Earlier this week, some 100 parents attended a meeting hosted by the Lexington Public Schools in Massachusetts regarding removal of caulk containing polychlorinated Biphenyls (PCB) from its Joseph Estabrook Elementary School, wrote Boston.com.
We recently wrote that the New York City Department of Educationâ€”with the City of New York and the New York City School Construction Authority (SCA)â€”reached an agreement earlier this year with the U.S. Environmental Protection Agency, Region 2 (EPA) regarding assessment and remediation of PCB caulk in New York City public schools. The City initiated a pilot study to evaluate both the presence of PCB caulk in public school buildings and preferred remedial alternatives. Parents in New York are concerned about PCB levels there, as well.
In Massachusetts, the Joseph Estabrook Elementary School closed when removal of PCB caulk did not sufficiently lower PCB levels there, said Boston.com. Administrators announced that the second phase of the cleanup has begun and officials are planning to reopen the school on Tuesday, following the three-day weekend, noted Boston.com. But, test results are not expected until at least next Thursday, said Boston.com, after the schoolâ€™s scheduled opening.
Tests last spring revealed unsafe PCB levels in the schoolâ€™s caulking and a plan was created and approved by the EPA for removal to begin August 24th, said Boston.com, citing Gerard Cody, the townâ€™s health director. The plan was scheduled for completion prior to the school opening Tuesday; however, the Lexington Health Division determined even higher unsafe levels of PCBs, according to the schoolâ€™s director of public facilities, Pat Goddard, wrote Boston.com.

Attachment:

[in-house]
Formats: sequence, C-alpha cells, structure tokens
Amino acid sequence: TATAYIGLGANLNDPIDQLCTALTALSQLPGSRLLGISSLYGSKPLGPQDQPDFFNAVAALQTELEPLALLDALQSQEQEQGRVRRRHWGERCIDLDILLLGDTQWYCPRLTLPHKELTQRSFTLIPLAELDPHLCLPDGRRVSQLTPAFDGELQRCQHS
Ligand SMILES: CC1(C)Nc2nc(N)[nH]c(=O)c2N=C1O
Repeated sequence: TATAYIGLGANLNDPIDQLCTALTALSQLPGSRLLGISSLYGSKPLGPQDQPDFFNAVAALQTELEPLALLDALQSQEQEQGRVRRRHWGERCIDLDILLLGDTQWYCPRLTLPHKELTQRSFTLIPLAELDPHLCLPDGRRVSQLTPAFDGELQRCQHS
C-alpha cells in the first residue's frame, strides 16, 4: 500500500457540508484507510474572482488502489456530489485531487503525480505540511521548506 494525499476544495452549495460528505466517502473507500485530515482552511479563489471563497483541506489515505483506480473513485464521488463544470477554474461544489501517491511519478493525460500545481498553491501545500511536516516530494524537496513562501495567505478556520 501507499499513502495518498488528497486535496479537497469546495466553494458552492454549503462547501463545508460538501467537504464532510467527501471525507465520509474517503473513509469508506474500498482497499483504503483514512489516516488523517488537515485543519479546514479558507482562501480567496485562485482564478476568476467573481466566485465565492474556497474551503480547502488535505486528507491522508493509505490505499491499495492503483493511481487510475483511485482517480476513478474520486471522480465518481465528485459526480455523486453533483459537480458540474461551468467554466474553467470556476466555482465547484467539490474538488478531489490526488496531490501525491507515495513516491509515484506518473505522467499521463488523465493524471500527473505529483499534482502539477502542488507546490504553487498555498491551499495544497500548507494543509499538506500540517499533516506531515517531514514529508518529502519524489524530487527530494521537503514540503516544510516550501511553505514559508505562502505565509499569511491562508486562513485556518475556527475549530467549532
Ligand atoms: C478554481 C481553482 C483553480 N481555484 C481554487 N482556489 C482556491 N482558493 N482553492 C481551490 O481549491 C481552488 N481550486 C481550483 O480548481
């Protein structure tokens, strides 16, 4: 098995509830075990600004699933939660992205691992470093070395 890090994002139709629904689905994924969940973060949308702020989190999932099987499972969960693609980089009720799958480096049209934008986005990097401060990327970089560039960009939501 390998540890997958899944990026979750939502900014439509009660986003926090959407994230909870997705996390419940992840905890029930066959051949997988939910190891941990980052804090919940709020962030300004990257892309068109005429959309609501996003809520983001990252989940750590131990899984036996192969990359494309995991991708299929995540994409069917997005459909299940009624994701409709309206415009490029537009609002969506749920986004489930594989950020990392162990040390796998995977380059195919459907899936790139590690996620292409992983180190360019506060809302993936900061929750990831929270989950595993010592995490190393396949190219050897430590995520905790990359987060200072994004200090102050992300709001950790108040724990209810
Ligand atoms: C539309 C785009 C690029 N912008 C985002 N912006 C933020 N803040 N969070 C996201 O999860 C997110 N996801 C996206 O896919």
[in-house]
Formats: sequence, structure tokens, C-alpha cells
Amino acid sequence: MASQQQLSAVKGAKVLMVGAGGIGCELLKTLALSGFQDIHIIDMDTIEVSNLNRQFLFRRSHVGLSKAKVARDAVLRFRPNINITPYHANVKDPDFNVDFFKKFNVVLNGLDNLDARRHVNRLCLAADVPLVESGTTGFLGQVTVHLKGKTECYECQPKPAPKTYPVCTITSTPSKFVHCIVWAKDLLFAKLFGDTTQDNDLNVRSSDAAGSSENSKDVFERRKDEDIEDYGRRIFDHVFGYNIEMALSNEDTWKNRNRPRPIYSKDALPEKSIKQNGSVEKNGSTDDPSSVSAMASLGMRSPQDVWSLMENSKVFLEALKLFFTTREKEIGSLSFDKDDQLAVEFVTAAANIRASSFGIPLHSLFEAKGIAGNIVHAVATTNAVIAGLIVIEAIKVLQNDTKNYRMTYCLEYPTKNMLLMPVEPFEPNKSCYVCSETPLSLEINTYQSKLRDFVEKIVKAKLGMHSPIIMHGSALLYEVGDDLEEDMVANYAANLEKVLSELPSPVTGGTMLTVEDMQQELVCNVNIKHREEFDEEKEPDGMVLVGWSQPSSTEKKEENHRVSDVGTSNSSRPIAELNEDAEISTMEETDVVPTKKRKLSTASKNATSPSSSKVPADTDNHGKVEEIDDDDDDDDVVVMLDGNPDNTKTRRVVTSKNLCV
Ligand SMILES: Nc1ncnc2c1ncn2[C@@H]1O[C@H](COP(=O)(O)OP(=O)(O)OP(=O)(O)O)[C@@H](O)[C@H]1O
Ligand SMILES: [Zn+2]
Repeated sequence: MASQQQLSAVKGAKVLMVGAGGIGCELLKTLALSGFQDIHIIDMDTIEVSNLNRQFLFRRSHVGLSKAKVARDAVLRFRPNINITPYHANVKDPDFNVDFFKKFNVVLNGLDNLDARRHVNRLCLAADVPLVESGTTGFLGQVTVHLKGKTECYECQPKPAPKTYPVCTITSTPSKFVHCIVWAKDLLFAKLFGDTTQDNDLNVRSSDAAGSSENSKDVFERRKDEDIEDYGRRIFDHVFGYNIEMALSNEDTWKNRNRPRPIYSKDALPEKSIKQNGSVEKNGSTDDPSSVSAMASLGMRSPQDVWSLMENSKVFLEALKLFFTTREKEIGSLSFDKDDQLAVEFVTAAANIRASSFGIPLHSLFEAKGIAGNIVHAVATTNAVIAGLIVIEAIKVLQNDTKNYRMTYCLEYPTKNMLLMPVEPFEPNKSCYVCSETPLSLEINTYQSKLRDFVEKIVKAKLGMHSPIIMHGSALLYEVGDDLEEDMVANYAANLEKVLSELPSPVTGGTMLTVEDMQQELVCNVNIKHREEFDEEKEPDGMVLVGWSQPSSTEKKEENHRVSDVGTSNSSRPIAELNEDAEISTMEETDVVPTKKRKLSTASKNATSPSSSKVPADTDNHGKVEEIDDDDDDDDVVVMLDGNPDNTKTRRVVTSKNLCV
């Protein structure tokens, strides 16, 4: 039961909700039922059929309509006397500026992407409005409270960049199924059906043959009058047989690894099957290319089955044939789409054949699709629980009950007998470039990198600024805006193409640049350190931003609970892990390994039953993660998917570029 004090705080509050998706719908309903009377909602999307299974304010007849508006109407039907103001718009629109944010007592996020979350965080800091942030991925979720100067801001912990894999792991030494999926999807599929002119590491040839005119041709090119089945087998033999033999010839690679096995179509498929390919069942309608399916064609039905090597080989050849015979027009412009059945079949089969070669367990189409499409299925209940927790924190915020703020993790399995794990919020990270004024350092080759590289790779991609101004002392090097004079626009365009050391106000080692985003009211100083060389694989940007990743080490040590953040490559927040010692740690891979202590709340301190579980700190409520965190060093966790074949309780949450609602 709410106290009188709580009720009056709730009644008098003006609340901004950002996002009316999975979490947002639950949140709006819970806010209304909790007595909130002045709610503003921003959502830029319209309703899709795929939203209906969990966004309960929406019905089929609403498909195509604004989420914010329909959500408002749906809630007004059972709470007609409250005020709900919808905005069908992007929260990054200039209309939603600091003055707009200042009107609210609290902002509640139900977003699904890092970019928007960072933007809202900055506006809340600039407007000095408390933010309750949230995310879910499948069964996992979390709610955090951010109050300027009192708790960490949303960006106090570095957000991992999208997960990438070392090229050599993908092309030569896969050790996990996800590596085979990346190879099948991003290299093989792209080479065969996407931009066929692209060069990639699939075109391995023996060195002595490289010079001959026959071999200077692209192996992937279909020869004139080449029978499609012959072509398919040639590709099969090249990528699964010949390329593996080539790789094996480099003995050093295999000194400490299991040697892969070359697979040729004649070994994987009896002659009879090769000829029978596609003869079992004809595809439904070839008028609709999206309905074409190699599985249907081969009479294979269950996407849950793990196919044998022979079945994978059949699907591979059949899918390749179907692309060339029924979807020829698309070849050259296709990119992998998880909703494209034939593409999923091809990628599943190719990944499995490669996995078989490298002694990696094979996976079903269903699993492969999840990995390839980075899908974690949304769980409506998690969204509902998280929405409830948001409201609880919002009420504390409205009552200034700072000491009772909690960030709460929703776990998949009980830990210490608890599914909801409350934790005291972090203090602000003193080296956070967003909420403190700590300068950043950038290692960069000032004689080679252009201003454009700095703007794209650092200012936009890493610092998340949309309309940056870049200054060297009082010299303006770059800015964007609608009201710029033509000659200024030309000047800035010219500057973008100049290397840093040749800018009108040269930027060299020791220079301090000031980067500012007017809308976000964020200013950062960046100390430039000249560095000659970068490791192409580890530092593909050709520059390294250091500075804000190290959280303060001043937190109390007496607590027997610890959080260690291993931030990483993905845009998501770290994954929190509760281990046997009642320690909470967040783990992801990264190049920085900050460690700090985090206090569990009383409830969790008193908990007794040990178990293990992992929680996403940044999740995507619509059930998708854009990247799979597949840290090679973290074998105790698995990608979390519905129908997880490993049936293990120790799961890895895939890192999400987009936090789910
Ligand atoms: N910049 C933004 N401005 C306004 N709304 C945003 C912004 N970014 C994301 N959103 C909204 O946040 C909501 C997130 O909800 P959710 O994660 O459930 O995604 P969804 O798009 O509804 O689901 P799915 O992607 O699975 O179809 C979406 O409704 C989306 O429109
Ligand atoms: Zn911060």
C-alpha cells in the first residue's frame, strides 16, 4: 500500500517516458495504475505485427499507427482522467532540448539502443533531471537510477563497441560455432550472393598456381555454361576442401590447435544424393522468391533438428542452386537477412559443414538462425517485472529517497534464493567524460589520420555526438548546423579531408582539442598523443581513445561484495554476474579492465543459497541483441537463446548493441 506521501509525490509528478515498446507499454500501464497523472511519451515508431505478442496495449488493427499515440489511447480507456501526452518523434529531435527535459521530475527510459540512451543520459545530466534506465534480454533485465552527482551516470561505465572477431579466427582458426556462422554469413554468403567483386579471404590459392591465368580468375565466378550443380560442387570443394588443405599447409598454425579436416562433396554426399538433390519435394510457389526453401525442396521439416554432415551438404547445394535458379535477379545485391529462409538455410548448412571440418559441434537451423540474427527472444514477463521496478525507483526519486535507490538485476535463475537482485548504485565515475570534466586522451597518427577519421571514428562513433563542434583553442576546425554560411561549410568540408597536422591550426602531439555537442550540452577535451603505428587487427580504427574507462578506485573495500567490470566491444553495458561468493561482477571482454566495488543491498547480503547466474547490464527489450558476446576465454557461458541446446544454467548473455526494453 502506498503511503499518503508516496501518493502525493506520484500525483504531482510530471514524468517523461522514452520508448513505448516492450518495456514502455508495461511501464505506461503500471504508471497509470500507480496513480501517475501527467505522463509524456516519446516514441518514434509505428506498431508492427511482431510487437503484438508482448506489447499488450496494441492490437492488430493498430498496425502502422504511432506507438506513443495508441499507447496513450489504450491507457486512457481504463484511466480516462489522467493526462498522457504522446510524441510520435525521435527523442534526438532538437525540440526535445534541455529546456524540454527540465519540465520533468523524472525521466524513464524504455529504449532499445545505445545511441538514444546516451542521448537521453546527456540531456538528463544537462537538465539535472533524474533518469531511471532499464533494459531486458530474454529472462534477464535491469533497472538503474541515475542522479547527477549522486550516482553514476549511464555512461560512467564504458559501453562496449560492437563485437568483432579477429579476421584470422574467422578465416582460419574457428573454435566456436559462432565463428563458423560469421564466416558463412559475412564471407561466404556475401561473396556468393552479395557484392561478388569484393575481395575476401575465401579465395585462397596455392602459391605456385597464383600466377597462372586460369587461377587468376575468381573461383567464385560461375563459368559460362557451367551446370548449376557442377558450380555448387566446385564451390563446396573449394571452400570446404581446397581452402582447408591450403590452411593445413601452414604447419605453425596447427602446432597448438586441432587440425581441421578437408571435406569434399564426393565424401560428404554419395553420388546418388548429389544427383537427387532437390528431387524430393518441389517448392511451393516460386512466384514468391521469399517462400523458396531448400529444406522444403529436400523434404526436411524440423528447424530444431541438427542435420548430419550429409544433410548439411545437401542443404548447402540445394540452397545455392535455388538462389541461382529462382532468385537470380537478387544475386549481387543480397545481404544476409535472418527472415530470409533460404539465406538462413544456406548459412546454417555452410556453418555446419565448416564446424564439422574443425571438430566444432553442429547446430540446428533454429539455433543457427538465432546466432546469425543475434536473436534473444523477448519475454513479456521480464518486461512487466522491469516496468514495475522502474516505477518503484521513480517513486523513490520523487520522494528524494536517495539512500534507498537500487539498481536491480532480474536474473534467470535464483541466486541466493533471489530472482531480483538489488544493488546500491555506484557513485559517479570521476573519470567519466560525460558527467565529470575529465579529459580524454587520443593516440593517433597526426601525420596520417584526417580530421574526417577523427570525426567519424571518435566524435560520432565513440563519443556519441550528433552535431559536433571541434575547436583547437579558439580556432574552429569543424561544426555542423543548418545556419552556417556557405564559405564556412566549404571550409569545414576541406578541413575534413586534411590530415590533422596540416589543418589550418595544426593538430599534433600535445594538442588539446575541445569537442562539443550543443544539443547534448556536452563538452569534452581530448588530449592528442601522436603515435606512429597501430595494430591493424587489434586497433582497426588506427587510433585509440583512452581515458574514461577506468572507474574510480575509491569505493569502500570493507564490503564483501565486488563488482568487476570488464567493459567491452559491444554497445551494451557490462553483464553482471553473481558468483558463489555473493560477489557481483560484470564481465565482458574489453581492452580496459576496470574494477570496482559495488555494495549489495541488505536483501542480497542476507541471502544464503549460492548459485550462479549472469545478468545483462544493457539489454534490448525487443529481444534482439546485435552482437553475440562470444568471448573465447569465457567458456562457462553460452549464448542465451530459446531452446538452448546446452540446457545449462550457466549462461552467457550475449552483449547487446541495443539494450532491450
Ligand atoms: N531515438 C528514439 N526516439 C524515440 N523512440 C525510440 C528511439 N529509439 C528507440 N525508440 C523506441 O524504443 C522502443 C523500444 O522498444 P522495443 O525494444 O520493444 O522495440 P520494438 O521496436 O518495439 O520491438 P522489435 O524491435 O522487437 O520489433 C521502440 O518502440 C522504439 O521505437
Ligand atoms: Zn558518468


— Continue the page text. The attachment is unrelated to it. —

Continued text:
Some parents are up in arms, urging the school be closed until the risk is eradicated. â€œMy children will not go back,â€ said Angela Gharabegian, whose two young daughters attend Estabrook. â€œI donâ€™t trust what is safe and what is notâ€”it doesnâ€™t mean anything to me at this point,â€ she added, quoted Boston.com.
PCBsâ€”which include some 200 compoundsâ€”are a class of very toxic chemicals ubiquitously found in construction materials and electrical products in many buildings from the 1950s until 1978, when they were phased out. Despite the phase-out, PCBs may be found in products and materials produced before the 1979 ban because PCBs were an element in school construction and electrical products during this time, as well, noted NY1 previously.
School Superintendent Paul Ash announced at this weekâ€™s meeting in Massachusetts that he will convene an expert panel, that will include three parents, to look at the information and come to some decisions, but only after results are received, said Boston.com. The school actually opened for students on Tuesday; however, parents did not learn of the unsuccessful removal of PCB until Tuesday evening at the meeting, said Boston.com.
Parents are concerned that Ash allowed students to return to a school known to be PCB contaminated. “You never gave us a choice,â€ Gharabegian said to a group of administrators, experts, and consultants, quoted Boston.com. â€œYou did not give us the parental right to protect our children, and you withheld numbers from us,â€ she added.
According to Ash, the school remained open following information from the EPA. Kim Tisa, a representative from EPA for New England told Ash that if PCB levels exceed so-called â€œscreeningâ€ numbers, the building should be examined, not necessarily closed; Ash also blamed pressure to remain open citing the number of days mandated under state law and that closing school so early in the school year would reduce vacation time, said Boston.com. â€œWho cares about vacation?â€ Gharabegian said. â€œIf it comes down to our childrenâ€™sâ€™ health?â€ wrote Boston.com.